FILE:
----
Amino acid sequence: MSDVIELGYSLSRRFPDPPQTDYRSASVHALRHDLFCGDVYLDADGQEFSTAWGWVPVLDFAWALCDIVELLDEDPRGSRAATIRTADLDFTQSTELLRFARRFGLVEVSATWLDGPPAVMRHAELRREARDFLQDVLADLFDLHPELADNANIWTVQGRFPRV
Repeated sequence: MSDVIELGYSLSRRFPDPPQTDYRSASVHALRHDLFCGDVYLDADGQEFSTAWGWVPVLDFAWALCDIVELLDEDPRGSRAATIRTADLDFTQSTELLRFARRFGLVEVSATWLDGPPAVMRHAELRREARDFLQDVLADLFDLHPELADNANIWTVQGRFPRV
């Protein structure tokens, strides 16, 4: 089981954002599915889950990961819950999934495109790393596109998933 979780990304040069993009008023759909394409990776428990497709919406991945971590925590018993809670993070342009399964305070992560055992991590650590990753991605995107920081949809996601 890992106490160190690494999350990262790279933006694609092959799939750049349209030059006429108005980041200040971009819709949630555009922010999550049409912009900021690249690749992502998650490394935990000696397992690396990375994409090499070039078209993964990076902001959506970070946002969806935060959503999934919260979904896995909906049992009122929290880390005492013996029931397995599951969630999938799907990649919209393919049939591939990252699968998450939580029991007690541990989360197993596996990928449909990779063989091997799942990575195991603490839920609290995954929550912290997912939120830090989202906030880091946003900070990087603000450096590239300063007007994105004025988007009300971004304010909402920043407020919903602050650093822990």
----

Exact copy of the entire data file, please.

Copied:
Amino acid sequence: MSDVIELGYSLSRRFPDPPQTDYRSASVHALRHDLFCGDVYLDADGQEFSTAWGWVPVLDFAWALCDIVELLDEDPRGSRAATIRTADLDFTQSTELLRFARRFGLVEVSATWLDGPPAVMRHAELRREARDFLQDVLADLFDLHPELADNANIWTVQGRFPRV
Repeated sequence: MSDVIELGYSLSRRFPDPPQTDYRSASVHALRHDLFCGDVYLDADGQEFSTAWGWVPVLDFAWALCDIVELLDEDPRGSRAATIRTADLDFTQSTELLRFARRFGLVEVSATWLDGPPAVMRHAELRREARDFLQDVLADLFDLHPELADNANIWTVQGRFPRV
């Protein structure tokens, strides 16, 4: 089981954002599915889950990961819950999934495109790393596109998933 979780990304040069993009008023759909394409990776428990497709919406991945971590925590018993809670993070342009399964305070992560055992991590650590990753991605995107920081949809996601 890992106490160190690494999350990262790279933006694609092959799939750049349209030059006429108005980041200040971009819709949630555009922010999550049409912009900021690249690749992502998650490394935990000696397992690396990375994409090499070039078209993964990076902001959506970070946002969806935060959503999934919260979904896995909906049992009122929290880390005492013996029931397995599951969630999938799907990649919209393919049939591939990252699968998450939580029991007690541990989360197993596996990928449909990779063989091997799942990575195991603490839920609290995954929550912290997912939120830090989202906030880091946003900070990087603000450096590239300063007007994105004025988007009300971004304010909402920043407020919903602050650093822990």